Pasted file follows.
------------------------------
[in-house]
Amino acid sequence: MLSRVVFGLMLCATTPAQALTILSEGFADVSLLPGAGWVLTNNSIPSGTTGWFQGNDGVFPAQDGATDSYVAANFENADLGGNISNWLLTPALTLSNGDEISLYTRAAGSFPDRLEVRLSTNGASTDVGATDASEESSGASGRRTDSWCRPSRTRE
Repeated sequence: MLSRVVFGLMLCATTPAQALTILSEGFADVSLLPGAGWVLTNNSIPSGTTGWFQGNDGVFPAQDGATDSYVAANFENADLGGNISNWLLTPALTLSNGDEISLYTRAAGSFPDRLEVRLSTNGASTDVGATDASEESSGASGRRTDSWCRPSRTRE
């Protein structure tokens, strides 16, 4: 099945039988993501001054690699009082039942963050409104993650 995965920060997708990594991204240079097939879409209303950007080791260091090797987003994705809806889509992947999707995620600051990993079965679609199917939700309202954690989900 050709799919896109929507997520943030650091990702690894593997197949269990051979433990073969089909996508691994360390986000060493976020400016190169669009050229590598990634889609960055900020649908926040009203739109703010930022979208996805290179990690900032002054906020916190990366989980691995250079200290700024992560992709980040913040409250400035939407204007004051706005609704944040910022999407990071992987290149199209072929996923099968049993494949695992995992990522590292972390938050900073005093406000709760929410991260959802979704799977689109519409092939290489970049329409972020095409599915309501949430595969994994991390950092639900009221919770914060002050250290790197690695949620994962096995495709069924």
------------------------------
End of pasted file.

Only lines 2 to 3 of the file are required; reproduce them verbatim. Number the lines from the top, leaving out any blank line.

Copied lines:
Amino acid sequence: MLSRVVFGLMLCATTPAQALTILSEGFADVSLLPGAGWVLTNNSIPSGTTGWFQGNDGVFPAQDGATDSYVAANFENADLGGNISNWLLTPALTLSNGDEISLYTRAAGSFPDRLEVRLSTNGASTDVGATDASEESSGASGRRTDSWCRPSRTRE
Repeated sequence: MLSRVVFGLMLCATTPAQALTILSEGFADVSLLPGAGWVLTNNSIPSGTTGWFQGNDGVFPAQDGATDSYVAANFENADLGGNISNWLLTPALTLSNGDEISLYTRAAGSFPDRLEVRLSTNGASTDVGATDASEESSGASGRRTDSWCRPSRTRE